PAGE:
Cell culture

Primary rat DRG neurons were isolated from 4-week-old male Wistar rats weighing 50–60 g as described by Haratake et al. (2011). The spinal column was dissected from rats and placed in cold Hank’s buffer in an ice bath. The spinal cord was extruded from the spinal column using a syringe and placed in cold DMEM in an ice bath. DRG neurons were isolated as follows. Under a microscope, 30 thoracic and lumbar DRG per rat were dissected out from the spinal column and the spinal roots and peripheral nerve trunks were carefully cut away. Dissected DRG were enzymatically disaggregated at 37°C in Hank’s solution containing 0.05% collagenase for 2 hr and subsequently in Hank’s solution containing 0.05% trypsin plus 0.02% ethylenediaminetetraacetic acid (EDTA) for 1 hr. In addition, AHC was isolated from the spinal cord and then enzymatically disaggregated at 37°C in Hank’s solution containing 0.05% trypsin plus 0.02% EDTA for 1 hr. After washing twice with gentle pipetting in warm DMEM containing 10% FBS, cells were plated onto 35-mm poly-L-lysine-coated dishes or 6-well plates at a density of 0.5~1 × 106 cells/dish. Unless otherwise stated, the cells were cultured in DMEM supplemented with 10% heat-inactivated FBS in a humidified atmosphere of 5% CO2 in air. Proliferation of non-neurons was suppressed by addition of 10 mM arabinosylcytosine for 24 to 48 hr just after plating, and at later times as required. DRG neurons were subjected to experiments 7–10 days after plating (at 90% confluency). In all experiments, specific DRG and AHC markers were detected before use (Fig. S1). Schwann cells were cultured in Schwann Cell Medium in 60-mm poly-L-lysine-coated dishes at 37°C in a humidified atmosphere of 5% CO2 in air until confluent. The cells were then seeded at a density of 6 × 103 cells/cm2 in 35-mm culture dishes, 6-well plates, or 96-well plates coated with poly-L-lysine and cultured until 90% confluent for use in the experiments described below.

Cytotoxicity Assay

The 3-(4,5-dimethylthiazol-2-yl)-2,5-triphenyl tetrazolium bromide (MTT) assay was used to estimate cell viability, as described previously (Yoshida et al., 2014). Briefly, DRG, AHC, and Schwann cells were pretreated with or without 1 µM JPH203 for 1 hr, transfected with or without LAT1 siRNA for 6 hr, or pretreated with 10 µM MK571 for 1 hr, and then exposed to methylmercury (0.25, 0.5, 1, 3 and 5 µM) for 24 hr and then treated with 5 mg/mL MTT (1/20 volume) for another 4 hr at 37°C. After removing the medium, dimethyl sulfoxide (DMSO) was added to dissolve MTT formazan. Absorbance was measured by a plate reader (EnVision 2104 Multilabel Reader, PerkinElmer, Inc., Waltham, MA, USA) at a wavelength of 540 nm.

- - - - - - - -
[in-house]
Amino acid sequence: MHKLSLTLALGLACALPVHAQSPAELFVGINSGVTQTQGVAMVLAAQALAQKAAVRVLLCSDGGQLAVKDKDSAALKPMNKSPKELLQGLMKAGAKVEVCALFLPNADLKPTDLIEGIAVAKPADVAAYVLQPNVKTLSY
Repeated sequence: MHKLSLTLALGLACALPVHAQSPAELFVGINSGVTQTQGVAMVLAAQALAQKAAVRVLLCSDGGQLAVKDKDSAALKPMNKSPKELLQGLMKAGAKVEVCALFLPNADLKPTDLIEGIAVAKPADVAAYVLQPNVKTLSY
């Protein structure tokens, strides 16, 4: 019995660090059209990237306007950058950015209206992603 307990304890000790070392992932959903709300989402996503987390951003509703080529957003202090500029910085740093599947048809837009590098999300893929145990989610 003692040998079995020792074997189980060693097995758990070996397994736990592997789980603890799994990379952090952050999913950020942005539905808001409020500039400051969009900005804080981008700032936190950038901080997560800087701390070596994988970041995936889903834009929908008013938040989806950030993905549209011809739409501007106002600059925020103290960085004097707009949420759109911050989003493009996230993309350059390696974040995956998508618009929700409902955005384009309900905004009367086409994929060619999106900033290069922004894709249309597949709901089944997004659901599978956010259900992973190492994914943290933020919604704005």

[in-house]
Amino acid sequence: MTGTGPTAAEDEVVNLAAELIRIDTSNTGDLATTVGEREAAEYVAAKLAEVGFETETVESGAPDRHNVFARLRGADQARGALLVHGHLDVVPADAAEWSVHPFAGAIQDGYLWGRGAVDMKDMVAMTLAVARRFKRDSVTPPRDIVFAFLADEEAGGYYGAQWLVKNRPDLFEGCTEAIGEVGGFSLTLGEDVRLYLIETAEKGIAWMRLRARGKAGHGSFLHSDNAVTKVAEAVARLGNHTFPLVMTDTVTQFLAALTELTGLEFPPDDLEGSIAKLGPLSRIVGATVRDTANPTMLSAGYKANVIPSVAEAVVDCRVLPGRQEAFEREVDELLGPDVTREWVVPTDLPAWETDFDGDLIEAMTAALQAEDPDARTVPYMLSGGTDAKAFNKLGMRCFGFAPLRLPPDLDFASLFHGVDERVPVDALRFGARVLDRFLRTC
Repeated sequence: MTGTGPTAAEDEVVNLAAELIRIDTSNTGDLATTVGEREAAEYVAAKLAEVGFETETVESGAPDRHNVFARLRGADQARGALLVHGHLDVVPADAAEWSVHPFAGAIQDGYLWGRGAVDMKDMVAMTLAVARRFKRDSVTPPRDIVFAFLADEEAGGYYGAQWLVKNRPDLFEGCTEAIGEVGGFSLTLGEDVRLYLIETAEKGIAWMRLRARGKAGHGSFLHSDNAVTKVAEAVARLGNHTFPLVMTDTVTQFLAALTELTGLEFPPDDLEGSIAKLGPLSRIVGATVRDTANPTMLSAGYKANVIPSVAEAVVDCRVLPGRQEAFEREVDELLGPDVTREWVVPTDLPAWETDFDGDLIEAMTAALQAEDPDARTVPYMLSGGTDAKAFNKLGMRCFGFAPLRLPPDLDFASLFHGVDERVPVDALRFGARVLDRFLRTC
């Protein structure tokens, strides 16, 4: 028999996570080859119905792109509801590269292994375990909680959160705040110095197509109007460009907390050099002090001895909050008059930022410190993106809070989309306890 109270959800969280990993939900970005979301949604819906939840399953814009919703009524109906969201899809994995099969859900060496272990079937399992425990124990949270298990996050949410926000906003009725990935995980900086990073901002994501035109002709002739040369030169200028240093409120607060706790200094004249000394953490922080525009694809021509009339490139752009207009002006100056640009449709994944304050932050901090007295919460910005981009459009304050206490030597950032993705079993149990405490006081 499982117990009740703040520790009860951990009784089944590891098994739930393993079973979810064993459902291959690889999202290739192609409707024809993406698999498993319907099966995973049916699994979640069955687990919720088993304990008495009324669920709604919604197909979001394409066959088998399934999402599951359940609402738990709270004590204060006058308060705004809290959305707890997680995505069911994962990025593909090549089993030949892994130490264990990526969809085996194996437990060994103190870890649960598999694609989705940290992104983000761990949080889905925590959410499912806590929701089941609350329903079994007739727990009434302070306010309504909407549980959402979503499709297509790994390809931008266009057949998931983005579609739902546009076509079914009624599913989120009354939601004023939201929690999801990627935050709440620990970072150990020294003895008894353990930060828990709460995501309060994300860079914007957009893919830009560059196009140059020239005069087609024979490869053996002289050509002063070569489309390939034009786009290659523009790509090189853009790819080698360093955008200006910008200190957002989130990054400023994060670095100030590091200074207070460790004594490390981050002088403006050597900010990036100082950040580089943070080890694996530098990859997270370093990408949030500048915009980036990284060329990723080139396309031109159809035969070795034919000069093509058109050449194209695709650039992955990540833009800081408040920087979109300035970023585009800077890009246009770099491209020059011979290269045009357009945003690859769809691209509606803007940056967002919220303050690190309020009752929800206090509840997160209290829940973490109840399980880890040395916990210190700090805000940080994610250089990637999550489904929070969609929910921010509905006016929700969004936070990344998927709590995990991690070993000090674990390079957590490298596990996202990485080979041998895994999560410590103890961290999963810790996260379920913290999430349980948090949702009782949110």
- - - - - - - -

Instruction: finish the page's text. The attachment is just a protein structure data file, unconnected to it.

Measurement of mercury concentration

Intracellular mercury concentration was determined using a previously described method (Hirooka et al., 2010) with a minor modification. Briefly, DRG, AHCs, and Schwann cells were cultured in 6-well culture plates and exposed to methylmercury. After washing the cell layer twice with CMF-PBS, 1 mL 60% (v/v) nitric acid and 10 µL Au standard solution were added to each well. The solution was transferred to an acid-washed test tube and incubated at 140°C for 30 min in an aluminum heat block, and then the precipitate was re-suspended in 5 mL of 1% (v/v) nitric acid containing 1% (v/v) Au standard solution. Inductively coupled plasma mass spectrometry (using a Nexion 300S, PerkinElmer, Waltham, MA, USA) was then performed on 4.5 mL of each sample to determine mercury content. The remaining cell homogenate (0.5 mL) was analyzed for DNA content by the fluorometric method (Kissane and Robins, 1958) to enable expression of mercury content as pmol/μg DNA.

Western blotting

After treatment with methylmercury, DRG, AHC, and Schwann cells were washed twice with ice-cold CMF-PBS. Total cell proteins were prepared by the lysis of cells in SDS sample buffer (50 mM Tris-HCl containing 2% SDS and 10% glycerol, pH 6.8), followed by incubation at 95°C for 10 min. Protein concentration was determined using a bicinchoninic acid (BCA) protein assay reagent kit (Pierce) before 2-mercaptoethanol was added to each sample. Protein samples were separated by SDS-PAGE and transferred onto a PVDF membrane at 2 mA/cm2 for 1 hr, according to the method of Kyhse-Andersen (1984). The membranes were blocked with 5% skimmed milk in TTBS (20 mM Tris-HCl containing 150 mM NaCl and 0.1% Tween 20, pH 7.5) and then incubated with anti-LAT1 (1:500), anti-LAT2 (1:500), anti-MRP1 (1:500), anti-MRP2 (1:200), anti-LDHB (1:1000), anti-Islet1/2 (1:1000), anti-GFAP (1:1000), anti-GAPDH (1:5000), or anti-β-actin (1:5000) antibodies at 4°C overnight. After washing, the membranes were incubated with HRP-conjugated secondary antibodies for 1 hr at room temperature. Immunoreactive bands were visualized by enhanced chemiluminescence and scanned using an LAS 3000 luminescent image analyzer (Fujifilm, Tokyo, Japan).

LAT1 siRNA transfection

Growing cultures of DRG cells were transfected with LAT1 siRNA at 4°C for 6 hr in serum-free DMEM. Synthetic rat LAT1 siRNA (Slc7a5; ID s132355) was purchased from Thermo Fisher Scientific (Tokyo, Japan). A nonspecific sequence was used as the siRNA negative control (Thermo Fisher Scientific, Tokyo, Japan). Transfection was performed using RNAiMAX Transfection Reagent according to the manufacturer’s protocol. Briefly, each siRNA and RNAiMAX Reagent were dissolved in Opti-MEM and incubated for 20 min at room temperature. After transfection, the medium was replaced with fresh DMEM supplemented with 10% FBS and the cells then incubated at 37°C for 18 hr. The medium was then discarded, and the cells were washed twice with 1% BSA containing DMEM. The cells were treated with or without methylmercury (0.5, 1 and 3 µM) for 24 hr, and the cytotoxicity was evaluated by the MTT assay as described above.